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How They Were Found [NOOK Book]

Overview

“Reminiscent of Friedrich Dürrenmatt’s The Winter War in Tibet in its calm examination and unsettling embodiment of mental and physical extremes, How They Were Found is a dreamer’s chronicle of the loss and partial recovery of a world given over to the wrecking ball. Fierce, unflinching, funny, How They Were Found is just the book we need right now, Matt Bell just the writer.” —Laird Hunt, author of Ray of the Star

“How They Were Found offers ...
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How They Were Found

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Overview

“Reminiscent of Friedrich Dürrenmatt’s The Winter War in Tibet in its calm examination and unsettling embodiment of mental and physical extremes, How They Were Found is a dreamer’s chronicle of the loss and partial recovery of a world given over to the wrecking ball. Fierce, unflinching, funny, How They Were Found is just the book we need right now, Matt Bell just the writer.” —Laird Hunt, author of Ray of the Star

“How They Were Found offers a world with shifting rules, described with a lovely and deceptive simplicity. This guide shows you thirteen different types of wilderness, and you can spend all day exploring before you realize you are lost.” —Amelia Gray, author of Museum of the Weird

“You’re a robot if the stories in Matt Bell’s debut collection don’t exhilarate, frighten, and unalterably change you. His wild manipulation of form and genre makes the bulk of contemporary fiction feels bloodless and inert in comparison, but it is Bell’s recurring arrival at something sturdy and true about human behavior that makes the stories in How They Were Found so rewarding and resonant.” —Matthew Derby, author of Super Flat Times: Stories

In this debut collection, Matt Bell draws from a wide range of genres to create stories that are both formally innovative and imaginatively rich. In one, a 19th-century minister follows ghostly instructions to build a mechanical messiah. In another, a tyrannical army commander watches his apocalyptic command slip away as the memories of his men begin to fade and fail. Elsewhere, murders are indexed, new worlds are mapped, fairy tales are fractured and retold and then fractured again.

Throughout these thirteen stories, Bell's careful prose burrows at the foundations of his characters' lives until they topple over, then painstakingly pores over the wreckage for what rubbled humanity might yet remain to be found.
Contains the story "Dredge," selected for Best American Mystery Stories 2010.

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Editorial Reviews

From the Publisher

"Reminscent of Friedrich Dürrenmatt's The Winter War in Tibet in its calm examination and unsettling embodiment of mental and physical extremes, How They Were Found is a dreamer's chronicle of the loss and partial recovery of a world given over to the wrecking ball. Fierce, unflinching, funny, How They Were Found is just the book we need right now, Matt Bell just the writer."
—Laird Hunt, author of Ray of the Star

"How They Were Found offers a world with shifting rules, described with a lovely and deceptive simplicity. This guide shows you thirteen different types of wilderness, and you can spend all day exploring before you realize you are lost."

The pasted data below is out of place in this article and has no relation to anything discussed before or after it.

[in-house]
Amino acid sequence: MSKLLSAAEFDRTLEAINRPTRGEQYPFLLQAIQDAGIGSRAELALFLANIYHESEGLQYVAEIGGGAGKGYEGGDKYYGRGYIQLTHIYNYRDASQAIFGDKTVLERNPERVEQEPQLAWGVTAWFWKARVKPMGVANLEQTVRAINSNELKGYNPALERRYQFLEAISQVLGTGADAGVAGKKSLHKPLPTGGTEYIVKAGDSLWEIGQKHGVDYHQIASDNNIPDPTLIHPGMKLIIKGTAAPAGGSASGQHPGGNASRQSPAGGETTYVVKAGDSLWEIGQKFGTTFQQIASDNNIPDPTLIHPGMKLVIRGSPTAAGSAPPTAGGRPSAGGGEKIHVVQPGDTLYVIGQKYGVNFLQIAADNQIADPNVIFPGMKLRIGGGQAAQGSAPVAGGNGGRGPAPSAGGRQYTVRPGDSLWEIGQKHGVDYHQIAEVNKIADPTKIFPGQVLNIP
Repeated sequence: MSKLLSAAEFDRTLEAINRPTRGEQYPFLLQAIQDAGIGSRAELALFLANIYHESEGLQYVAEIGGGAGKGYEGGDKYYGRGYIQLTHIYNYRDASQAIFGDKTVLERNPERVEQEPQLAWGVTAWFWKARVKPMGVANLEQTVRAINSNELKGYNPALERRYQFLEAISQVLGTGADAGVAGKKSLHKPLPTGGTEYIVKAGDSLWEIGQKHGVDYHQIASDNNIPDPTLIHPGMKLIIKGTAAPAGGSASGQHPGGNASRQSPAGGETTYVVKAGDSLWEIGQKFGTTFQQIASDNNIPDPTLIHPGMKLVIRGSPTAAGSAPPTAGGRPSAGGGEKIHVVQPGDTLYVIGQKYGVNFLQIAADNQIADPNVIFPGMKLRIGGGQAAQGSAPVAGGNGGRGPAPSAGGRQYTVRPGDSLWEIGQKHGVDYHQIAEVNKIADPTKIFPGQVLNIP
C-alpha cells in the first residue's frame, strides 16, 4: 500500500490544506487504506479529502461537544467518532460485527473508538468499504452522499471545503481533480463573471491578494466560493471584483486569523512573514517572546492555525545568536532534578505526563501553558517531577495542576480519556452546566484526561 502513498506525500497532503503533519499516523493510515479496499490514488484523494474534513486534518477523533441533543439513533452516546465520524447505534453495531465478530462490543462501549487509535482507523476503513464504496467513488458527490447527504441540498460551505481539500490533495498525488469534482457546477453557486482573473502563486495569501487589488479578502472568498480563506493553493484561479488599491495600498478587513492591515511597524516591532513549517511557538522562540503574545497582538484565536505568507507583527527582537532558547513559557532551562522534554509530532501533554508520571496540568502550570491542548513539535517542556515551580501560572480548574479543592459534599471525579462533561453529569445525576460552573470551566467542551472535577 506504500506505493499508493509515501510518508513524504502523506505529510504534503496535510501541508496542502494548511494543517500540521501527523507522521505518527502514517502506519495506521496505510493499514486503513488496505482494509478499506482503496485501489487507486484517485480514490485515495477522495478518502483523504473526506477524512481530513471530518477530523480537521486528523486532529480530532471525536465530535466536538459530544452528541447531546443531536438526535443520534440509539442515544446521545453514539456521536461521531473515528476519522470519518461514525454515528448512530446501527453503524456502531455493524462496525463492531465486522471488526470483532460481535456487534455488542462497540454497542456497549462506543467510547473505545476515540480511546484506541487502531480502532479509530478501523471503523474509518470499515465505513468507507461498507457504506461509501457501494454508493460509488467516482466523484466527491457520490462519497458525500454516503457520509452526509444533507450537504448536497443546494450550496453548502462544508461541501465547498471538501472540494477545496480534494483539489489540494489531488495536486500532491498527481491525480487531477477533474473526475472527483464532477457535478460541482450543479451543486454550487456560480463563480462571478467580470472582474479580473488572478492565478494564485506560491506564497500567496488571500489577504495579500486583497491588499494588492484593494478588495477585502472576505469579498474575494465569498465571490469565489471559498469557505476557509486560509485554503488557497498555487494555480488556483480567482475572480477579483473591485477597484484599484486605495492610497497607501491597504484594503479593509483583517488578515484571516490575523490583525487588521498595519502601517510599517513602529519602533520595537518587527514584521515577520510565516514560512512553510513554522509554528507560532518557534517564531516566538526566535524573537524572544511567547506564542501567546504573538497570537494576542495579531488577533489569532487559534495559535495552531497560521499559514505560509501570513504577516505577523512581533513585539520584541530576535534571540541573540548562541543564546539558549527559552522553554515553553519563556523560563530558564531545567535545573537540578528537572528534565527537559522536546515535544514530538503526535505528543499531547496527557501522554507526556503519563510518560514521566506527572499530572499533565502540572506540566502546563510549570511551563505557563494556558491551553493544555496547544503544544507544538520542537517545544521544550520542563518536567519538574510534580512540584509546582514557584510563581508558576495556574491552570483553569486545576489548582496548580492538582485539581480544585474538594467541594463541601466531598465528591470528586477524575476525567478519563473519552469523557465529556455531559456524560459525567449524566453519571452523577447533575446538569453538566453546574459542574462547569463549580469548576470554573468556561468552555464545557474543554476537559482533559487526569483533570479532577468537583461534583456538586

—Amelia Gray, author of Museum of the Weird and AM/PM

"You're a robot if the stories in Matt Bell's debut collection don't exhilarate, frighten, and unalterably change you. His wild manipulation of form and genre makes the bulk of contemporary fiction feel bloodless and inert in comparison, but it is Bell's recurring arrival at something sturdy and true about human behavior that makes the stories in How They Were Found so rewarding and resonant."
—Matthew Derby, author of Super Flat Times: Stories

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Product Details

  • ISBN-13: 9781936873029
  • Publisher: Dzanc Books
  • Publication date: 11/2/2010
  • Sold by: Barnes & Noble
  • Format: eBook
  • Pages: 256
  • File size: 183 KB

Meet the Author

Matt Bell is the author of How They Were Found, as well as three chapbooks, Wolf Parts, The Collectors, and How the Broken Lead the Blind. His fiction has appeared in Conjunctions, Hayden's Ferry Review, Willow Springs, Unsaid, and American Short Fiction, and has been selected for inclusion in anthologies such as Best American Mystery Stories 2010 and Best American Fantasy 2. His book reviews and critical essays have appeared in The Los Angeles Times, American Book Review, and The Quarterly Conversation. He is also the editor of the literary journal The Collagist and of Dzanc Books' Best of the Web anthology series. He lives in Ann Arbor, Michigan, with his wife Jessica.
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Customer Reviews

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Sort by: Showing 1 Customer Reviews
  • Anonymous

    Posted August 1, 2012

    A Young Literary Talent to Watch

    These stories move, vibrate, pulsate with longing, loss, need, and the often fatal bond between two people. The first story, "The Cartographer's Girl" was the most innovative and gut-wrenching story I've read since "In the Cemetary Where Al Jolson is Buried" by Amy Hempel. Matt makes wonderful stylistic choices and it comes across breezy and fluid, natural. I am a writer who reads everything Matt writes with a careful green eye so that I too may write this beautifully and carefree.

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